cutting army back to smallest size since pre-wwII


The Pentagon is proposing that the Army downsize from 570,000 troops on active duty to 490,000 and for the Air Force to lose an entire class of F-35 fighter planes, causing the U.S. Army to be the smallest it has been since 1940. These potential changes could cause 80,000 soldiers to lose their jobs, which would significantly affect military families, as well as the loss of jobs of those who build the aircraft.

The proposal of these cuts greatly reflects the political climate of today, as President Obama pledged not to get involved in wars abroad that overextend U.S. forces and add billions more to the National debt.

According to Defense Secretary Chuck Hagel, who backs the plan, this is a suitable size for the U.S. army in that it enables America to adequately defend any enemy, but with not enough resources to allow lawmakers to feel it can take on lengthy international missions.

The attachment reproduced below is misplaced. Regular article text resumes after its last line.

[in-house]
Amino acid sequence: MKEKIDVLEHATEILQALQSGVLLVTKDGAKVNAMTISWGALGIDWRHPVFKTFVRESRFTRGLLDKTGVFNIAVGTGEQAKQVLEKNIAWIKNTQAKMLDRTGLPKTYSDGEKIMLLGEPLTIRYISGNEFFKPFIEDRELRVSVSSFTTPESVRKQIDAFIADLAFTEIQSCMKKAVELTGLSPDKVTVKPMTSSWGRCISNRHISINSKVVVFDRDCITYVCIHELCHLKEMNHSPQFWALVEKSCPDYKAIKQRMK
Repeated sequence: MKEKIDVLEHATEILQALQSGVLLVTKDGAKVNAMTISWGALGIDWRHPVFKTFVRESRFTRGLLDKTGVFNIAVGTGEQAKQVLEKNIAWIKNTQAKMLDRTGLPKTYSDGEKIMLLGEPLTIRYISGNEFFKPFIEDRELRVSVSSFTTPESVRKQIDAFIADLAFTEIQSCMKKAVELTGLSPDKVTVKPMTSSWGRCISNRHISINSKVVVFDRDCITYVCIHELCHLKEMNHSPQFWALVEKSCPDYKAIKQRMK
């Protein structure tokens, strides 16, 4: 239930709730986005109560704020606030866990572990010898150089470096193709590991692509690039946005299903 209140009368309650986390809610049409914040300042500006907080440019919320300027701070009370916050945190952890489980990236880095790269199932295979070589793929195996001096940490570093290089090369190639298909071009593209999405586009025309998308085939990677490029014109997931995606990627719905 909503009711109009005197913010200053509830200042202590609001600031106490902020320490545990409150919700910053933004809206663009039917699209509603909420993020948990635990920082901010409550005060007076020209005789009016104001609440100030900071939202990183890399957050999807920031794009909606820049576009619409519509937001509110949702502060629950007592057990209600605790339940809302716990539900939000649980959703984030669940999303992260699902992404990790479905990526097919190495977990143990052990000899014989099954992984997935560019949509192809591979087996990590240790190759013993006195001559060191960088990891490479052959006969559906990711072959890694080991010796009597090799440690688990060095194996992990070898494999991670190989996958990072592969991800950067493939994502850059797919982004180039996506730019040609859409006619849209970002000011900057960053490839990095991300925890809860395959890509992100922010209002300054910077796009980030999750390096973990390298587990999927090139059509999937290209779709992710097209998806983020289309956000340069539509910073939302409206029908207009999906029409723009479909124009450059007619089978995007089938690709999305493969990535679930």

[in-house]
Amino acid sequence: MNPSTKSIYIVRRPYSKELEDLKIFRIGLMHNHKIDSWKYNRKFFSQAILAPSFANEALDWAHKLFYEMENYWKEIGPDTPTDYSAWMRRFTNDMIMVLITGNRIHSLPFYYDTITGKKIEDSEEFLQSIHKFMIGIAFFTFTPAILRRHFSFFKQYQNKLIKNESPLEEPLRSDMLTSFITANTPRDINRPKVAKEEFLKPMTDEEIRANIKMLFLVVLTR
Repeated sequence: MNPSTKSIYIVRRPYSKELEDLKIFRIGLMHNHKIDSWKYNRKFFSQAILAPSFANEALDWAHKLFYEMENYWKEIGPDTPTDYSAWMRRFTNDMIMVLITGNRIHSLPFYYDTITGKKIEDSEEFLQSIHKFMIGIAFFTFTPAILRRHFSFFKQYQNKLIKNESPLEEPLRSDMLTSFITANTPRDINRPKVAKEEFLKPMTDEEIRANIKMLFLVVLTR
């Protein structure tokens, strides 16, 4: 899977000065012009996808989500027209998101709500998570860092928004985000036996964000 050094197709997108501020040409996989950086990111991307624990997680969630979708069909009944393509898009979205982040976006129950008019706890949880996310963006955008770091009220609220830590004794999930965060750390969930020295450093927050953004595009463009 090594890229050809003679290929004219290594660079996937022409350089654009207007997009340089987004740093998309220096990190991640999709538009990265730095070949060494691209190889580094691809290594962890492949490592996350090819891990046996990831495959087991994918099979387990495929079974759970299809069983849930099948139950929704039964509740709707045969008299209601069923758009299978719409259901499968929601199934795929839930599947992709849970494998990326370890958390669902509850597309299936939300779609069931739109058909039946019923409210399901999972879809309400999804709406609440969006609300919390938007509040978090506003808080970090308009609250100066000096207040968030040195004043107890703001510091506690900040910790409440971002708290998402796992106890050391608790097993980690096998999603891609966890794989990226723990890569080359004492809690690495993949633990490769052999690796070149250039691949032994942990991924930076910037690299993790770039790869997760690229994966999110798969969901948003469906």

America is evolving in the way that it is treating conflict, with cyberwarfare protection and special operations like drones instead of relying so heavily on land forces. Hagel stressed that building up “cyber resources” in order to have “technological superiority” in defensive measures is why reducing ground troop strength is possible.

Hagel said that the direction U.S. defense is taking is going to be different because of new developments in technology during a press conference at the Pentagon. “We are repositioning to focus on the strategic challenges and opportunities that will define our future: new technologies, new centers of power, and a world that is growing more volatile, more unpredictable, and in some instances more threatening to the United States.”

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